a story about the turkey vulture.
from The Birds of Texas
by John L. Tveten
The turkey vulture is one of three vulture species found in North America,
the other two being the black vulture and the California condor, an endangered
species. Both the turkey vulture and black vulture range widely across Texas,
although the black vulture is an infrequent visitor to the Panhandle and the northern
Trans-Pecos. Turkey vultures are found across the U.S. while black vultures occur
mainly in the south.
To most Texans, vultures are simply "buzzards," but that is an unfortunate
misnomer. The word "buzzard" was first applied to a common buteo hawk in Europe
and early settlers used the term to describe the vultures found in America. American
vultures, however, are a distinct family and differ from those in Europe, Asia
and Africa, which are more closely related to hawks and eagles.
American vultures have small, unfeathered heads and hooded beaks, both of
which are useful adaptations for feeding on the carrion that makes up a major
portion of their diets. Their talons are weak and poorly suited for grasping the
living prey taken by most hawks and their close relatives. Vultures are gregarious
birds, feeding together and assembling in large flocks to roost at night. During
the nesting season, however, they become solitary. They do not build nest structures,
but instead lay their eggs in sheltered nooks on rocky ledges, in the hollow trees,
or even in deserted buildings.
The turkey vulture is a large, sleek black bird with a naked red head, white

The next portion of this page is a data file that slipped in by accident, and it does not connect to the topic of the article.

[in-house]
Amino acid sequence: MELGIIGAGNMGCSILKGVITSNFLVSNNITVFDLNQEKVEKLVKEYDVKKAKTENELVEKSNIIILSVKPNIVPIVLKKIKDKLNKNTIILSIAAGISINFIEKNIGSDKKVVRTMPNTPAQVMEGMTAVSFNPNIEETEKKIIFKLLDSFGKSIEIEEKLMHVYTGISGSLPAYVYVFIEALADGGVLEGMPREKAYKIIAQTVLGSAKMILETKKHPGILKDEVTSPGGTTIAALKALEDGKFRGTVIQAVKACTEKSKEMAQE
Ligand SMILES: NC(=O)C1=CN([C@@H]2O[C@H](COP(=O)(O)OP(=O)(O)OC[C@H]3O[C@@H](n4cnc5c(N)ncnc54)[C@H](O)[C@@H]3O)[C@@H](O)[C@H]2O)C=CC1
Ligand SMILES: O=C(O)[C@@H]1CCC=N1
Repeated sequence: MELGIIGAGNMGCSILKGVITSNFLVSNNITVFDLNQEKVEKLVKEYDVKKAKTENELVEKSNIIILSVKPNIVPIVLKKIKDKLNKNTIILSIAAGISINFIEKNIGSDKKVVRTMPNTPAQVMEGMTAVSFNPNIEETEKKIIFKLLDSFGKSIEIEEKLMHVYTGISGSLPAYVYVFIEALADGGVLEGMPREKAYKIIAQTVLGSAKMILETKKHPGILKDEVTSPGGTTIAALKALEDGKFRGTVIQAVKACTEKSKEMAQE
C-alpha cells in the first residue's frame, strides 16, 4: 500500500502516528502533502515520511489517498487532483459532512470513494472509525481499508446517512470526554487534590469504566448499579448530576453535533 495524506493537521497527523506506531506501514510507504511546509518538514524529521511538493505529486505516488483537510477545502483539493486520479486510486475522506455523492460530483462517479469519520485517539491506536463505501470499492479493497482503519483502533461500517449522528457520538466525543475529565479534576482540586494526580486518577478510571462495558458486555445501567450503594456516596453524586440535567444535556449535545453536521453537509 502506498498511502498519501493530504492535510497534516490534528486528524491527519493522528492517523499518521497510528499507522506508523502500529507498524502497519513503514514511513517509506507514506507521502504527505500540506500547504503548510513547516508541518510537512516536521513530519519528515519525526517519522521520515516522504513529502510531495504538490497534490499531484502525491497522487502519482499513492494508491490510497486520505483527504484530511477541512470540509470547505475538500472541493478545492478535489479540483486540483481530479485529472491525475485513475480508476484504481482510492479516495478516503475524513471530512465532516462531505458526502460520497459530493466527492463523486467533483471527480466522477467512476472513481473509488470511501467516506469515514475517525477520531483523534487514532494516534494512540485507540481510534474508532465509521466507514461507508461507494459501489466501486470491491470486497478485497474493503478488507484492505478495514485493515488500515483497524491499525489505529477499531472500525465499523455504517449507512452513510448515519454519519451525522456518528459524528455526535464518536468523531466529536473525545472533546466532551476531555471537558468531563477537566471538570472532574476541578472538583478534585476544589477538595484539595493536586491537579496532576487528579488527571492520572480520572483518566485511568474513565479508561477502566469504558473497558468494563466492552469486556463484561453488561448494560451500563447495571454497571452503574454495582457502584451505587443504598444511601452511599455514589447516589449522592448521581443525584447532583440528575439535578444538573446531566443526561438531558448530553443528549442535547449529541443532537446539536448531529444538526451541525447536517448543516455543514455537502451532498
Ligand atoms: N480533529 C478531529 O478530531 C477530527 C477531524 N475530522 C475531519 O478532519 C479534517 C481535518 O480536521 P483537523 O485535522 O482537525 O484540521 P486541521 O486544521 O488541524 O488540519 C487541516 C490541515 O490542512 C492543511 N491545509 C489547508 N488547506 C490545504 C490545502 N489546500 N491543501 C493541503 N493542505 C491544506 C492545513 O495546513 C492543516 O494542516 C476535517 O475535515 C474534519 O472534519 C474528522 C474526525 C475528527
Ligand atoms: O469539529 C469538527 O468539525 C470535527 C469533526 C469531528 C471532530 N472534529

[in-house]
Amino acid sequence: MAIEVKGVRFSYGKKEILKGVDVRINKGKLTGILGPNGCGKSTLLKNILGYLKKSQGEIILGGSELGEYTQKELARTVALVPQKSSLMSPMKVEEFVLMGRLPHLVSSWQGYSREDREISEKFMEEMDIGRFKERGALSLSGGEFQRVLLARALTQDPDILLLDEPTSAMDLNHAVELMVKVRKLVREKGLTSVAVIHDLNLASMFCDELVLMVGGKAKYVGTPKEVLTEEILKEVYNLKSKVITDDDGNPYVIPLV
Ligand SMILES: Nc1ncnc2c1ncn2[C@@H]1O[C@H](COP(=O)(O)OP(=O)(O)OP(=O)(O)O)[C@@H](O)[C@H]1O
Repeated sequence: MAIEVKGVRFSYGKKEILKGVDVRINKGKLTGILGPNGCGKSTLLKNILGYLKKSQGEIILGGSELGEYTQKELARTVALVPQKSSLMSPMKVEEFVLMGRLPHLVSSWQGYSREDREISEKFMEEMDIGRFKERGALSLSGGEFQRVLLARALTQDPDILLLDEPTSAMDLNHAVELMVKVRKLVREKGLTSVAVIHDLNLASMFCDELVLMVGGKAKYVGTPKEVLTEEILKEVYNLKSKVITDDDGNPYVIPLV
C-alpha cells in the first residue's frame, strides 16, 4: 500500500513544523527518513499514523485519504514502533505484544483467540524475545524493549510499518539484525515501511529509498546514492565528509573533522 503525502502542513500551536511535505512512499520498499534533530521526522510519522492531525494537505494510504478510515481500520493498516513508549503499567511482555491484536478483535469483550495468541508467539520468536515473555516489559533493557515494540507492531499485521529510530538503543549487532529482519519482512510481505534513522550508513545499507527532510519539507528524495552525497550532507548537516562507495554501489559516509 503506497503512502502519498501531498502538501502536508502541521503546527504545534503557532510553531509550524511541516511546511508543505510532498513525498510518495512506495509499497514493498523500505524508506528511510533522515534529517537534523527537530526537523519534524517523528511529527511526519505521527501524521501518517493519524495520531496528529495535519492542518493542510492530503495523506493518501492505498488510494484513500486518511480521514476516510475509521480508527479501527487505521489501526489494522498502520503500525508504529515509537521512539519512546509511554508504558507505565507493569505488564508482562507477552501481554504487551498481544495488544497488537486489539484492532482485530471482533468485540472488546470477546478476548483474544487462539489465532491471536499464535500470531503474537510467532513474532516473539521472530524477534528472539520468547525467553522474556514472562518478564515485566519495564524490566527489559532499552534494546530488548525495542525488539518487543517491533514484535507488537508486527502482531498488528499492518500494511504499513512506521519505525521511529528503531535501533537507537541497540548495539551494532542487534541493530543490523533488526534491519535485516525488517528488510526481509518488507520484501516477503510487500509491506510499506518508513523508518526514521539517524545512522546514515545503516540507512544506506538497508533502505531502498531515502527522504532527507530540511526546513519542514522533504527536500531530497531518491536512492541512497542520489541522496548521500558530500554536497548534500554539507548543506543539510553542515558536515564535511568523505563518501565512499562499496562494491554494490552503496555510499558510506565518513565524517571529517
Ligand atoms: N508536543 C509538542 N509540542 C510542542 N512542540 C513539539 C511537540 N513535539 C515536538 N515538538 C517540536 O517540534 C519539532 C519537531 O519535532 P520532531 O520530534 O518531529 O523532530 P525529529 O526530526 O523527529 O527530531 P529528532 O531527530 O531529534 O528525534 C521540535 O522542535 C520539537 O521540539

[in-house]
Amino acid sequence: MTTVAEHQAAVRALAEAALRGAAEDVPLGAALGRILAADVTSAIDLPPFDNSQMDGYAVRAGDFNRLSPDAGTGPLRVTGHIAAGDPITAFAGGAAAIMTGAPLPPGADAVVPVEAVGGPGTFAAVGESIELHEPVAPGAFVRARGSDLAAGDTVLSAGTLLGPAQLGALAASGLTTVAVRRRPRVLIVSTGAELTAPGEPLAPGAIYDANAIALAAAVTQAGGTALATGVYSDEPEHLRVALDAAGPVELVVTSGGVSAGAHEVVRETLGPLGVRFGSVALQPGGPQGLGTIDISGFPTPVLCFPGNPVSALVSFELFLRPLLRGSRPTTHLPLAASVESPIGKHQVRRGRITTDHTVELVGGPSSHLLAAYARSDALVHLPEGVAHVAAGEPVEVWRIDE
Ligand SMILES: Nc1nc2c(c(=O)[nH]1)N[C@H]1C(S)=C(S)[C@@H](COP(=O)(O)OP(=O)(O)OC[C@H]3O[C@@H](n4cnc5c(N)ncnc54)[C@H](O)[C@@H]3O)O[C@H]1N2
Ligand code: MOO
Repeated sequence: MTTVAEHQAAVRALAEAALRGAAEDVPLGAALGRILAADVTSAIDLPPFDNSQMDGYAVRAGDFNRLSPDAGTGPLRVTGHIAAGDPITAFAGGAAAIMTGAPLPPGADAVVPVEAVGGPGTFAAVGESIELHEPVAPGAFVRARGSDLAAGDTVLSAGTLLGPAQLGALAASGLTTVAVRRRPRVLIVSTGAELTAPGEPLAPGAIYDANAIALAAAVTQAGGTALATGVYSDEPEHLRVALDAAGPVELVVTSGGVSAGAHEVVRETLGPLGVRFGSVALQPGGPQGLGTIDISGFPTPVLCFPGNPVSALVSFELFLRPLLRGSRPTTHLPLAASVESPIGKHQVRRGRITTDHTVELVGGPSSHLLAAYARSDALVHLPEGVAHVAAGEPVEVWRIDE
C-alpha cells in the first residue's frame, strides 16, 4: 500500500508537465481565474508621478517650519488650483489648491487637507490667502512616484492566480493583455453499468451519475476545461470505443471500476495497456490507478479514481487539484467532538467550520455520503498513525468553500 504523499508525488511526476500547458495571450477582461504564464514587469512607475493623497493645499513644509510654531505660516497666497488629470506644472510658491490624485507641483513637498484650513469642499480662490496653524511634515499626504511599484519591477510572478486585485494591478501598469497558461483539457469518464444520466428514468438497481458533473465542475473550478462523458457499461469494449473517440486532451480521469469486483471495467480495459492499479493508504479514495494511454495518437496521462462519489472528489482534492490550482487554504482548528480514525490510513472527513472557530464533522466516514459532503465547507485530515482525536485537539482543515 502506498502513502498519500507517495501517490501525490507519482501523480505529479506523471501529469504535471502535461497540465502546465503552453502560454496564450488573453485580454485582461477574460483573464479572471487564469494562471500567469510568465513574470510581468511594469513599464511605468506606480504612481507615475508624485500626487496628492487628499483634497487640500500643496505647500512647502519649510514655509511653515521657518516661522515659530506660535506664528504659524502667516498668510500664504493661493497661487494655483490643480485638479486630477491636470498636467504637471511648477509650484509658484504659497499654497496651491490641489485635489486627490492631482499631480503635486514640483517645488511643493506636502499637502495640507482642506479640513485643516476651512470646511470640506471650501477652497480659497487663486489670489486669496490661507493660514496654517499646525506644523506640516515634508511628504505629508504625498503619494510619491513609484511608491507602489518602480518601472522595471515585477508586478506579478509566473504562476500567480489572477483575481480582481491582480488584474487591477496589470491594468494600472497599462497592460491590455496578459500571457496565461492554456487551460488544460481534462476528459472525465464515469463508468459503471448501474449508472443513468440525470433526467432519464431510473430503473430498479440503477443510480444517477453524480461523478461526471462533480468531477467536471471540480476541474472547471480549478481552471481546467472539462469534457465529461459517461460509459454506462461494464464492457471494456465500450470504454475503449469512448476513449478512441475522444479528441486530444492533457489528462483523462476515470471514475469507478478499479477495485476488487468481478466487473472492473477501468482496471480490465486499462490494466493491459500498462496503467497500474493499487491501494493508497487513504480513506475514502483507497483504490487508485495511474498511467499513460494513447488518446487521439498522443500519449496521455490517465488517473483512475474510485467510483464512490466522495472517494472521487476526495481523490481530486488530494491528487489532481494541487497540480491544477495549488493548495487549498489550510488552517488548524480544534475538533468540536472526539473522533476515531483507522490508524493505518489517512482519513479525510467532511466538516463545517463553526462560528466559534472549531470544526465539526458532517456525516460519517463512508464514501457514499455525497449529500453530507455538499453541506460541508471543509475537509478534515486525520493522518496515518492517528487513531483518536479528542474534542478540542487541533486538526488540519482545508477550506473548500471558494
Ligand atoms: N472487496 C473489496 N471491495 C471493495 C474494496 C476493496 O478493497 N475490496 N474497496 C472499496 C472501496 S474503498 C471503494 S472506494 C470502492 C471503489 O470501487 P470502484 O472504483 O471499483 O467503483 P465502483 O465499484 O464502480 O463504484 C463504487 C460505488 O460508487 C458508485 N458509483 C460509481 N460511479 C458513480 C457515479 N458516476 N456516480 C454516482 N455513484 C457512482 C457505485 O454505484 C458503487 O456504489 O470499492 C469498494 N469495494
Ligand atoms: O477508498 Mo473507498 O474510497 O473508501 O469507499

beak, long tail and six-foot wing span. Its ratio of body weight to wing area
makes it a near perfect sailplane. The turkey vulture uses thermals to carry it
aloft, where it soars high above the ground, sweeping in wide circles within the
bounds of the rising columns of warm ascending air. Its slender wings appear two-toned
from below, the steel-gray flight feathers contrasting with black wing linings.
Its cousin, the black vulture, is smaller and has a short tail, black head
and a wing span less than five feet. Its shorter, broader wings have white patches
near the tips. The black vulture's build makes it less efficient in soaring, so
it will alternate rapid flapping with short glides. Unlike the turkey vulture,
which feeds mostly on carrion and refuse, the black vulture will prey on small
mammals, reptiles and young birds.
Turkey vultures breed throughout Texas but typically migrate south in the
winter. Although some stay year-round, most spend the winter in Central America.
Black vultures also migrate and may travel as far south as Brazil. Both are common
in open country, woodlands, fields and farms, with black vultures more likely
to be found near human settlements and garbage dumps.
Do vultures find food by sight or smell?
Ornithologists have long wondered whether vultures locate their decaying food
by sight or smell. Birds are particularly attuned to sight and sound, but most
display little sense of smell. The turkey vulture seems to be an exception. It
has a particularly well-developed olfactory lobe in its brain and experiments
indicate a keen sense of smell. Even so, it seems unlikely that odor can play
a major role in detecting carrion from the altitude at which the vulture often
forages. In that case, it seems more likely that one vulture spots a carcass and
others within sight are guided by its actions.